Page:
The Pros & Cons of Outsourcing Technology Development
In discussion with Frazer Bennett, PA Consulting‘s Chief Innovation Officer
Building a business is notoriously difficult. It’s a struggle to find the expertise and resources needed to start out in any industry, let alone make a considerable impact. But even once a business does make a name for itself, these challenges become even more pressing. As markets evolve, so must the companies within them. . . and this is a daunting task. When it comes to developing quality software, there are two main options. Either a company can take on the burden themselves, or they can find somebody else to do it – in other words, outsourcing. More and more businesses, especially young startups, are now turning to big consultancy and tech firms to provide technological resources. In a survey of global business leaders carried out by Deloitte, 59 per cent of respondents stated that they chose to outsource to reduce operating costs. But this, of course, is just one consideration.
Why do companies outsource?
According to Frazer Bennett, Chief Innovation Officer at PA Consulting, companies choose to outsource development because they want help when moving into a new technological frontier –
“Every one of our clients has their own R&D organisations, so why do they come to us? They might come to us because the thing they’re trying to do has never been done by them before. So they want someone with the experience of having done it before.”
Back in the 1980s, Frazer explains that clients would ask how to put microprocessors into devices because it was a new technology and they wanted to keep up. Today, that need is different, and surrounds the areas of IoT, AI, data insights, AR and VR. But, of course, this has its challenges. Two of the main obstacles that technology labs face are to do with marketing and technology itself –
“The way that you solve the market challenge is by being creative and testing things. The best way of understanding customers is to talk to them and get to know them and work out what they might want to buy. Solving the technology challenge is more about experience and the willingness to experiment, to try stuff out and get it wrong. We’re quite good at getting things wrong, but you have to get things wrong very efficiently to get things right.”
In other words, if a company is willing to experiment but doesn’t want to handle the actual process of doing so, outsourcing is a good move.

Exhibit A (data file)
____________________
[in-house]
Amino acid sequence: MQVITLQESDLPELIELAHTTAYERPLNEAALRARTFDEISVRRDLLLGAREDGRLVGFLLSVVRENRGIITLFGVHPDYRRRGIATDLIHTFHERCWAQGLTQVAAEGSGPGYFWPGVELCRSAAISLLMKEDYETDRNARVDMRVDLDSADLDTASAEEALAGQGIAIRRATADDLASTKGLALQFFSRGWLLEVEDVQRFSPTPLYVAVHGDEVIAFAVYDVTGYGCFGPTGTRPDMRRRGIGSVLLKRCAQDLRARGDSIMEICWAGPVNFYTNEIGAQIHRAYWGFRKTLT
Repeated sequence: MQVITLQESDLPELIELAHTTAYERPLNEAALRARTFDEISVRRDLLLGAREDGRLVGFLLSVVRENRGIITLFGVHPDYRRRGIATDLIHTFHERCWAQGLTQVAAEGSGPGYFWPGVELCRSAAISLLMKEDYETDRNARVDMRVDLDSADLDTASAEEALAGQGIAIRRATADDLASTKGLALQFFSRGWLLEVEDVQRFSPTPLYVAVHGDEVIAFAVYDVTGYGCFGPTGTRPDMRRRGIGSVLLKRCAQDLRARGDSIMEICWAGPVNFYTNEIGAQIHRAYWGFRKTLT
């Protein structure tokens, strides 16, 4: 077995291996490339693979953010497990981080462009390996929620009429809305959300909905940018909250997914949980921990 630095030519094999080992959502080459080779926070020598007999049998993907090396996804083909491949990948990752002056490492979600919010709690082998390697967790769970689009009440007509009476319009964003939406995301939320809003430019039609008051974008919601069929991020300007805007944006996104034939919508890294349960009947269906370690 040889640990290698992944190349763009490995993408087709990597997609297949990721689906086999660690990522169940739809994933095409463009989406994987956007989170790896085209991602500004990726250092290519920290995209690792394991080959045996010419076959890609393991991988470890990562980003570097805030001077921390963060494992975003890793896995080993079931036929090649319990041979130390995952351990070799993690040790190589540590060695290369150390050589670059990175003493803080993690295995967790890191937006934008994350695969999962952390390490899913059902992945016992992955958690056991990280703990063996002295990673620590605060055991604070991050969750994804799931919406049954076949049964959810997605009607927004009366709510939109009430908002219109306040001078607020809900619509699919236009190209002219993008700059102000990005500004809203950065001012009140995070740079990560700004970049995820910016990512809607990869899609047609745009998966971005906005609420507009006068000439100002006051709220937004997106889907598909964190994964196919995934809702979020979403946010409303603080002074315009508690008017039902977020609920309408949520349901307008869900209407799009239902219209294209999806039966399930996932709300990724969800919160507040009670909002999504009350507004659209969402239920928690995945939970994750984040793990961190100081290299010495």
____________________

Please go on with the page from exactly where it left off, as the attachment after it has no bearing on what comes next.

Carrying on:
Another main reason to outsource is to encourage a collaborative strategy which takes expertise from different industries to formulate a more effective product or service –
“In my presentation at Disruption Summit Europe 2017 I talked about diversity, which comes from sharing. The way that you mix up the gene pool of ideas is to share stuff across a diverse sect. Although I’m in charge of the technology area, I sit next to a food scientist, and she happens to be reinventing the gummy bear at the moment. We sit cheek by jowl with people with very different skillsets, we deliberately do this to help encourage diversity.”
So, enlisting the resources, help, and expertise of a consultancy definitely has its perks. However, there are instances where pursuing independent, in house development can be just as attractive.
The DIY approach
For many businesses, it makes sense to create their own IT systems, digital analytics platforms and other software applications. The benefits of in house development include a close relationship between the systems and the team that uses it, easier customisation, individuality, and of course control. By opting for in house development, the company is entirely responsible for the products and source code that they produce. It’s also a way of distinguishing the business from competitors. Of course, there are other ways to get hold of vital resources, including incubator and accelerator schemes, as well as government advice. There are also various forms of investment that can allow businesses to work on in house systems without incurring a huge financial burden. This approach to development also acts as a defensive move, securing the company’s IP from malicious influences. Whilst consulting firms may be fiercely passionate about serving their clients’ needs, bigger tech firms could have less benevolent intentions for the data of their corporate customers.
There are pros and cons to every single decision that businesses make, and when it comes to outsourcing, this depends on the company’s size, market, influence, and strategy. But no matter which avenue a business chooses to take, they are taking a leap of faith. However, so long as they make the right decision, the risk can pay off.
Does your business outsource development? From you or your company’s perspective, do the pros outweigh the cons? How else could a company find the resources and advice they need? Share your thoughts and experiences.